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AP Decision Desk caps stellar Super Tuesday with instant call: California for Sanders

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On Super Tuesday afternoon, AP’s Stephen Ohlemacher and Emily Swanson were locked away in a conference room – isolated from their colleagues in the Washington bureau – to review incoming results from AP VoteCast. It was still hours before polls closed, but AP’s survey – developed to be more accurate than traditional exit polling – was already revealing what was about to happen on the biggest night of the Democratic presidential primary campaign.

This was the election day ritual for Ohlemacher, who as AP’s decision editor leads the team of race callers and analysts who will declare winners in more than 14,000 elections this year; and for Swanson, who as director of public opinion research designed the VoteCast survey with the Washington-based polling team. Before any votes are counted, and as voters are still casting ballots, they scour the data from AP VoteCast to try to determine who is going to win.

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Washington Bureau Chief Julie Pace, left, and Deputy Managing Editor for Operations David Scott work in the Washington bureau on Super Tuesday, March 3, 2020. – AP Photo / Jon Elswick

AP never calls the winner of an election until the last polls are scheduled to close in a given state. In California on Super Tuesday, that was 11 p.m. Eastern. If VoteCast showed either Bernie Sanders or Joe Biden with enough of a lead, it might be possible for the decision team to call the winner as soon as polls closed. The confirmation comes in their analysis of the data.

AP VoteCast found that roughly two-thirds of voters in California didn’t cast a ballot in person on Super Tuesday. Instead, those millions of voters had already put their absentee ballots in the mail before Pete Buttigieg and Amy Klobuchar dropped out the race. By a wide margin, those ballots backed Sanders.

Swanson and Ohlemacher next looked at a unique feature of VoteCast. Among its innovations over in-person exit polling, the survey’s methodology includes interviewing some participants twice – to confirm their vote choice or learn if they’ve changed their minds. Those “recontact” interviews found that Klobuchar and Buttigieg supporters nationwide were moving en masse to vote for Biden.

Except in California. There, Sanders still had a significant edge over the former vice president, even among those who voted on the day of the election. There was little sign the late shift to Biden had significantly eroded Sanders’ margin in the state.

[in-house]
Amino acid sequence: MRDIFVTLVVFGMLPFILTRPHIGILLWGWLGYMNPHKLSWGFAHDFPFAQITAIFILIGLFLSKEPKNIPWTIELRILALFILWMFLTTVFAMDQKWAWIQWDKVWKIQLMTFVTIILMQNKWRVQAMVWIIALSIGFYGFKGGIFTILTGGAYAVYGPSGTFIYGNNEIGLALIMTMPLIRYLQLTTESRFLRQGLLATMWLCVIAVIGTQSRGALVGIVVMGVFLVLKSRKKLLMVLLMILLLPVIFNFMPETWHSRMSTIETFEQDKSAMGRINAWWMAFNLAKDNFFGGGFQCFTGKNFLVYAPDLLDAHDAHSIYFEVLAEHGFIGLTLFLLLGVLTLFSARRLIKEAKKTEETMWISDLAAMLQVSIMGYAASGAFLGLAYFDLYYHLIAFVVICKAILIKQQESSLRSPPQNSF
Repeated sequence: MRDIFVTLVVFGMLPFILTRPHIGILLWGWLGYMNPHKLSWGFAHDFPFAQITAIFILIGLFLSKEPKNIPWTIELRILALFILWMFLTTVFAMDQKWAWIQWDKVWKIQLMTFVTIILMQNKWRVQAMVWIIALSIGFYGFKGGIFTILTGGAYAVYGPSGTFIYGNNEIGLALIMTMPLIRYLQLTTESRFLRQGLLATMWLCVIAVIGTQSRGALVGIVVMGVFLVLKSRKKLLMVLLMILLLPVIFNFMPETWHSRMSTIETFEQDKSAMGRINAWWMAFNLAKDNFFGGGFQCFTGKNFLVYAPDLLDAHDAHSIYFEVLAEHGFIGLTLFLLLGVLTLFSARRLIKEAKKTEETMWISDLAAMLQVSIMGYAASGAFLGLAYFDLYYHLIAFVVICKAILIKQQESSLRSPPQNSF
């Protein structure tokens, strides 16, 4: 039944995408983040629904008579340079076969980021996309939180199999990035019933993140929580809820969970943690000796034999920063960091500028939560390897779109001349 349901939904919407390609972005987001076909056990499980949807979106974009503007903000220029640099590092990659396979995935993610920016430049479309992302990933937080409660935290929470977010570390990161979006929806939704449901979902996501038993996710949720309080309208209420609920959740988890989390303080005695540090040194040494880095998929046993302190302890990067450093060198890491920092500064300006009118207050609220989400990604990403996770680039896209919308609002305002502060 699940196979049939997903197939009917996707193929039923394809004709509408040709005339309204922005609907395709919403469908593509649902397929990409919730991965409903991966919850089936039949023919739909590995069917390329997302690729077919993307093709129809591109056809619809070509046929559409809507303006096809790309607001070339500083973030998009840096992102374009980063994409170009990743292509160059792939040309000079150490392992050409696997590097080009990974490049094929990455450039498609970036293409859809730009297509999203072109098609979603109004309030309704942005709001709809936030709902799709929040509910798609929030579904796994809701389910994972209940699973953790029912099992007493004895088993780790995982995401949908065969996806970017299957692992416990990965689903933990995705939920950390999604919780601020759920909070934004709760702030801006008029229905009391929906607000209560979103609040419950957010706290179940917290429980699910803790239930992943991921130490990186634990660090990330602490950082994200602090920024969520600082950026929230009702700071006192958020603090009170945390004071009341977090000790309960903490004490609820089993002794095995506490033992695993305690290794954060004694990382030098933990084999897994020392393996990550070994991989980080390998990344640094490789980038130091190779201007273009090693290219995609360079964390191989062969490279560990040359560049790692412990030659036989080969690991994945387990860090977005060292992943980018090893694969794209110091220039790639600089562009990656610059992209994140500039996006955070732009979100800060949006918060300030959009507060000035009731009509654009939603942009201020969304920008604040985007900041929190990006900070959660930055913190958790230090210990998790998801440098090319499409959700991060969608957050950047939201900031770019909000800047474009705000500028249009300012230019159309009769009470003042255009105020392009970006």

Taken together, it was the evidence Swanson and Ohlemacher needed to conclude Sanders was the winner in California. Their “poll-close call” moved as an APNewsAlert as soon as the clock struck 11 p.m. Eastern, scooping the major U.S. television networks who – relying on traditional exit polls – labeled the race “too early to call.” The New York Times cited AP’s call by name in their headline reporting Sanders’ victory, while the networks relying on exit polls would eventually call the race – more than a week later.

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Of course, the candidate who actually came out ahead on Super Tuesday overall was Biden. And Seth Borenstein was the first to crunch the numbers and prove it.

Borenstein, a science reporter based in Washington, is on temporary assignment to the Decision Desk as AP’s delegate reporter. In the same way that AP calls the winner of elections, AP also uses the vote count to apply party rules and “allocate” delegates to the candidates. Winning states is important for momentum but claiming 1,991 delegates is how a candidate wins the Democratic Party’s presidential nomination.

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Democratic presidential candidates, former Vice President Joe Biden, left, and Bernie Sanders hold Super Tuesday primary rallies in Los Angeles and Essex Junction, Vt., respectively, March 3, 2020. – AP Photos / Chris Carlson, left; Matt Rourke

To allocate delegates, Borenstein had to look far past the overall results. The Democratic Party awards delegates using complex mathematical formulas that vary from state to state, and tiny shifts in vote share can make the difference between a candidate taking home a big pile of delegates – or none at all.

The vote count also doesn’t arrive neatly. County lines don’t often match up with the boundaries of congressional districts. Officials in California only count about a third of the state’s vote on the day of the election in a process that often takes more than a week. For Borenstein, that required days of early mornings, late nights and painstaking analysis of incomplete data to reach this conclusion: Biden won more delegates on Super Tuesday than did Sanders.

Like Ohlemacher and Swanson’s race call, news of Biden’s delegate victory rocketed around the world. As influential Washington newsletter writer Mike Allen noted after Borenstein’s delegate scoop, “It’s official: Joe Biden won more delegates on Super Tuesday than Bernie Sanders. AP has allocated more than 92% of delegates, and Biden has a commanding enough lead that Sanders can’t catch up.”

For completing in-depth, accurate analysis of election data on deadline, enabling AP to tell the complete story of Super Tuesday before all others, Swanson, Ohlemacher and Borenstein win AP’s Best of the Week award.

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